Metro-area evictions are being filed at record pace despite an ongoing federal moratorium, affordable housing advocates told Axios this week.
- The problem is expected to get worse as pandemic assistance programs end later this year, Alex Kornya, Iowa Legal Aid's litigation director, told us.
Driving the news: One reason for the recent spike is that landlords know tenants will be offered assistance through pandemic rental assistance programs once they arrive in court, Eric Burmeister, director of the Polk County Housing Trust, told Axios.
By the numbers: The most recent housing pulse survey from the Census Bureau shows that 69,528 people in Iowa are not caught up on rent, and that 109,515 have no or only slight confidence that they will be able to make their next payment.
- In Polk County, 2,111 eviction filings have been recorded since Jan. 1, on pace to break the record of 6,561 in 2019, according to court data compiled by Legal Aid.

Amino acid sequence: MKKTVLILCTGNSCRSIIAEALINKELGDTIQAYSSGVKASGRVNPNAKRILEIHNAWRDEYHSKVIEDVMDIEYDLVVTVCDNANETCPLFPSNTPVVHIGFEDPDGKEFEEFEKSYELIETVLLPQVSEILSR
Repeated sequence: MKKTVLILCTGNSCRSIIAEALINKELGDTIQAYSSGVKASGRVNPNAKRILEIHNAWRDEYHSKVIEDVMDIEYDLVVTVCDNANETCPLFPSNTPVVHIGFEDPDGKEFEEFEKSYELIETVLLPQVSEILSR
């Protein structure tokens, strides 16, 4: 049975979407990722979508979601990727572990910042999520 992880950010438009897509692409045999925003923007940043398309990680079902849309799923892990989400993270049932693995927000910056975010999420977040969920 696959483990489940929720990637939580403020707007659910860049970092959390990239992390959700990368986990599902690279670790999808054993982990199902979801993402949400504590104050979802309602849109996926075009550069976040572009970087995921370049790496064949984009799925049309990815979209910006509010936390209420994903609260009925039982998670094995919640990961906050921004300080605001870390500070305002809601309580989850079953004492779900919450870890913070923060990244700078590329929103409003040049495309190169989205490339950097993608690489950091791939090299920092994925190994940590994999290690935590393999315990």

- People of color, women and the disabled are disproportionately affected, the data shows.
What's happening: The federal moratorium on evictions was extended last month through June 31.
- It's intended to help prevent the spread of COVID-19 but does not relieve the tenant of payment obligations.
- Yes, but: To qualify, tenants must file a declaration form with their landlord, a step some renters don't realize is necessary.
Legal Aid has opened offices in the Polk, Linn and Black Hawk county courthouses in recent months to assist families in eviction cases.
- Hundreds have avoided eviction thanks to rental assistance from emergency pandemic programs, but that help is set to expire unless more funding is allocated, Anne Bacon, director of IMPACT, an organization assisting families in central Iowa, told Axios.
- "People are getting vaccinated, booking vacations and it feels like things are getting back to normal. But for many, many of our most vulnerable families, this is far from over," Bacon said.
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